Good morning. If you've read my last post, you'll remember that I am in the middle of an epic "Organize My Life" project. I'm happy to report that I have now reclaimed a second room from the chaos in my home: the bathroom! (My "daily use" bases are almost covered. :-D If I can get the kitchen under control soon I'll be on the downhill slope!) I'm even more pleased to confide that since I last wrote, my bedroom floor is still clear, the nightstands are uncluttered and the bed gets made every day. (For those unfamiliar with me, that is quite the streak of continuous tidiness. Kudos to Patrick for helping me keep it that way.)

While I continue to make slow, steady progress in sprucing up my home. I have reached a bit of a standstill with the yard. You see, I have a bit of a chicken or the egg style problem: there are so many things that need to be accomplished that I have no idea where to start. Once I'm done clearing out the debris and weeds, one of four things need to happen: Building a shed, putting in a fence, getting some kind of watering system (I'd love sprinklers but I can't afford to install them so I'm trying to figure out what else I can do with my one hose attachment), and creating a 'lasagna' style compost weed barrier (over pretty much the whole yard) to rehabilitate the soil. I have most of the stuff for the compost, but everything I've researched indicates that that should be one of the last steps of this whole process--that I ought to do any and all hardscaping first. But I really don't have the resources to do that right what do I do?

Do any of you have experience with landscaping on a tight budget? Should I go ahead and just do what I can when I can--even though I might have to rip it back out later when I finally am able to put some other things in? Or should I postpone and save money to try to do it in the "proper order?" (This probably really isn't as a big of a deal as I'm making it, but I just feel stuck. I'm also mentally cursing myself for watching all those renovation shows where huge crews swoop in and totally fix up a space in two days...I feel like they ought to teach us how to do things in bits rather than all at once for a true DIY experience.)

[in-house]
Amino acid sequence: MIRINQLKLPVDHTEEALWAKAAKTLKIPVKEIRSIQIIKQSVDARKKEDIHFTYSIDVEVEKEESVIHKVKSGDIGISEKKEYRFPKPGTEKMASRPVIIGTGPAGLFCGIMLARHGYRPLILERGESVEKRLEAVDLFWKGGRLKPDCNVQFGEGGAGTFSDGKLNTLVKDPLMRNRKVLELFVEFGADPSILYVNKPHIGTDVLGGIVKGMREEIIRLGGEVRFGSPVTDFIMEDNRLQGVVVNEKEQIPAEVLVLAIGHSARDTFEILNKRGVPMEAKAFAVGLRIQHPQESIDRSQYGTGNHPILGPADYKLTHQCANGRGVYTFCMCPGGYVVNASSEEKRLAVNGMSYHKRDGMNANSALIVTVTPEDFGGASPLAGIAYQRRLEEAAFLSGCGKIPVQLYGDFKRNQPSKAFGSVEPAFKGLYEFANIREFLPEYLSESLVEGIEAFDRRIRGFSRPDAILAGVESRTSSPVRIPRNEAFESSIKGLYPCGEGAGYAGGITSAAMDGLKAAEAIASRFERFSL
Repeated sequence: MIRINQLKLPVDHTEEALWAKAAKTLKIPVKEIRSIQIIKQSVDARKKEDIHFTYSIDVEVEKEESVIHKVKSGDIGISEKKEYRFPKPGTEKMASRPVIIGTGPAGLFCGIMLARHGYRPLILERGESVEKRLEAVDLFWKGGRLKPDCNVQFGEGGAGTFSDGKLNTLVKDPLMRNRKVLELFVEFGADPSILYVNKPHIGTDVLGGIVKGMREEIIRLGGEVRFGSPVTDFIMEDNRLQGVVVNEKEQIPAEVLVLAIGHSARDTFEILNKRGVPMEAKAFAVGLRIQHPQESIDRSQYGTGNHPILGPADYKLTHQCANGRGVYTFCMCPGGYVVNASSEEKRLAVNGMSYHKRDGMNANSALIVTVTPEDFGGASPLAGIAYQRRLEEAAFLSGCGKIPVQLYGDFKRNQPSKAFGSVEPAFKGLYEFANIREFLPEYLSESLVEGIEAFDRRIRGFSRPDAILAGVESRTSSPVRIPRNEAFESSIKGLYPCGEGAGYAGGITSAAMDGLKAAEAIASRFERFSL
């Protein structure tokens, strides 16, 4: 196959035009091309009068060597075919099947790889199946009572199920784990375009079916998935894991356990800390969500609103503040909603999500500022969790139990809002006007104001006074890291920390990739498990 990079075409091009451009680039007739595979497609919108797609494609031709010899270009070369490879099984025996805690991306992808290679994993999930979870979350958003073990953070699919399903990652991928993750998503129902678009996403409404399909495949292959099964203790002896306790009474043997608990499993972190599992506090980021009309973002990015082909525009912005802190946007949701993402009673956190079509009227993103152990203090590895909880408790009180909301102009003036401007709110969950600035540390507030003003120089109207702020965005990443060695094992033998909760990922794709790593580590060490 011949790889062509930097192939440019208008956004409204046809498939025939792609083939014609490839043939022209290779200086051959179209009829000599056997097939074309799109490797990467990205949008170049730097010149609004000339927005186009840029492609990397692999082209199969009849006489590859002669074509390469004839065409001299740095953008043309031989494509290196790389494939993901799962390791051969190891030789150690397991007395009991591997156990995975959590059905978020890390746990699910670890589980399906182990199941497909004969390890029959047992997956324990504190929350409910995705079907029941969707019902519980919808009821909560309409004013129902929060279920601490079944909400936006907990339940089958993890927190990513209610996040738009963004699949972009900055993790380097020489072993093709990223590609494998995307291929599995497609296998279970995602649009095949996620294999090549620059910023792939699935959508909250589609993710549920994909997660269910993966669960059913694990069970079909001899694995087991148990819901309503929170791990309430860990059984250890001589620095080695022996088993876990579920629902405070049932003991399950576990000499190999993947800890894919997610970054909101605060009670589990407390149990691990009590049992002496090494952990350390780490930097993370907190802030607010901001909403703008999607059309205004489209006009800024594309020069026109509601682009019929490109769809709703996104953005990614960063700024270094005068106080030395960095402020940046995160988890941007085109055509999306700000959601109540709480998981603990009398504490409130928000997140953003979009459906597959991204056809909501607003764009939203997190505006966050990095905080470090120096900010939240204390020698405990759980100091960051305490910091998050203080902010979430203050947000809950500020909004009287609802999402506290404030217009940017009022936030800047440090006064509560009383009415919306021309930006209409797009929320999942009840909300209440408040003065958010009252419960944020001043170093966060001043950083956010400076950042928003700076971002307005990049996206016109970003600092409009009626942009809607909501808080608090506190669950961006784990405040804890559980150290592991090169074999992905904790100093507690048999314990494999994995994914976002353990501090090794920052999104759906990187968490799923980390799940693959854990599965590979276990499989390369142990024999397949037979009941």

Right now most of my yard stuff is strewn about the front porch--which is hazardous (and ugly)--or collecting cobwebs in the basement--which is a giant pain when I have to keep hauling them back outside and up and down stairs. (We tried once just leaving some of it in the back yard and my bike ended up getting stolen.) I would REALLY like to get all the outdoor stuff out of there so I can actually use my basement for storing things like baby clothes, crafting stuff, extra food, holiday decorations, etc. But I can't because I have nowhere to put things where they won't get stolen, so my house keeps getting more cluttered as we try to find places to put things! It's a vicious cycle...

I feel like a Dr. Seuss character: "She puzzled and puzzled, till her puzzler was sore..."

If any of you have advice, I'd be happy to hear it!

Friday, August 1, 2014

One day at a time...

I recently came across a quote that I really like and wanted to apply to my life. (I apologize in advance: I can't remember who or where it's from, but you can visit our ol' pal Google if you're just burning to find out.)

"It's only possible to live happily ever after one day at a time."

I feel like I've been putting a lot of things on my "to do" list lately beyond the usual daily stuff, and stressing about my self-imposed deadlines. I really want to deep clean my house, fix the travesty that is my yard weed patch, make more time for learning-focused play with Lucy, and so on, and so forth... you get the idea.

Anyhow, I came across the above quote during some down time at work about a week ago or so, and I decided to scale back my ambitions to one day at a time. I have to say, I feel so much better. I may not be making the leaps and bounds of progress I originally envisioned (do any of us, ever?), but I am progressing more than I thought I'd be able to at this pace.

The house is not spotless. But I went to work in my bedroom: purging junk, rearranging furniture, cleaning the way my mom used to make us do before the annual Christmas party (aka: white glove test clean); and now I have a haven of peace in the midst of the swirling vortex of chaos. I can retreat when it gets to be too much, and I am able to recharge enough to attempt to tame the madness once again.